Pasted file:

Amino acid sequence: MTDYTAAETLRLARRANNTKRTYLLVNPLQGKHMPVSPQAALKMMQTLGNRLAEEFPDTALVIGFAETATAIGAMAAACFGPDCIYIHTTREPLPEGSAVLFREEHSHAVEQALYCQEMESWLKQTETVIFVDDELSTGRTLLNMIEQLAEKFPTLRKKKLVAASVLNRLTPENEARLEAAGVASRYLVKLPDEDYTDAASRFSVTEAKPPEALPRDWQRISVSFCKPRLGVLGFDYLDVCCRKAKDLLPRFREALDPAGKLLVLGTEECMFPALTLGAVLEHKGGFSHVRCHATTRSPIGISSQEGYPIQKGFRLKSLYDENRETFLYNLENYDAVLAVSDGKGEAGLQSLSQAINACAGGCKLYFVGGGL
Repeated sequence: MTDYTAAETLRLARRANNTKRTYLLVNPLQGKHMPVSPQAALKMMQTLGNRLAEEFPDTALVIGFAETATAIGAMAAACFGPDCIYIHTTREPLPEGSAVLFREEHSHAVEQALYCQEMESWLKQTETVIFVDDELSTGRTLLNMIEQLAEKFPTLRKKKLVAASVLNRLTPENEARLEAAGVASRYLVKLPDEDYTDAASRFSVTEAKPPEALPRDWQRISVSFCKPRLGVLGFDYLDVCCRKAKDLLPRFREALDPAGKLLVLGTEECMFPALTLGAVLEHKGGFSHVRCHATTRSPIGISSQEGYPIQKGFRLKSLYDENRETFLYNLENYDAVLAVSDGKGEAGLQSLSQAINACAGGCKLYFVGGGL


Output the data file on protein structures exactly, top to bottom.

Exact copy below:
Amino acid sequence: MTDYTAAETLRLARRANNTKRTYLLVNPLQGKHMPVSPQAALKMMQTLGNRLAEEFPDTALVIGFAETATAIGAMAAACFGPDCIYIHTTREPLPEGSAVLFREEHSHAVEQALYCQEMESWLKQTETVIFVDDELSTGRTLLNMIEQLAEKFPTLRKKKLVAASVLNRLTPENEARLEAAGVASRYLVKLPDEDYTDAASRFSVTEAKPPEALPRDWQRISVSFCKPRLGVLGFDYLDVCCRKAKDLLPRFREALDPAGKLLVLGTEECMFPALTLGAVLEHKGGFSHVRCHATTRSPIGISSQEGYPIQKGFRLKSLYDENRETFLYNLENYDAVLAVSDGKGEAGLQSLSQAINACAGGCKLYFVGGGL
Repeated sequence: MTDYTAAETLRLARRANNTKRTYLLVNPLQGKHMPVSPQAALKMMQTLGNRLAEEFPDTALVIGFAETATAIGAMAAACFGPDCIYIHTTREPLPEGSAVLFREEHSHAVEQALYCQEMESWLKQTETVIFVDDELSTGRTLLNMIEQLAEKFPTLRKKKLVAASVLNRLTPENEARLEAAGVASRYLVKLPDEDYTDAASRFSVTEAKPPEALPRDWQRISVSFCKPRLGVLGFDYLDVCCRKAKDLLPRFREALDPAGKLLVLGTEECMFPALTLGAVLEHKGGFSHVRCHATTRSPIGISSQEGYPIQKGFRLKSLYDENRETFLYNLENYDAVLAVSDGKGEAGLQSLSQAINACAGGCKLYFVGGGL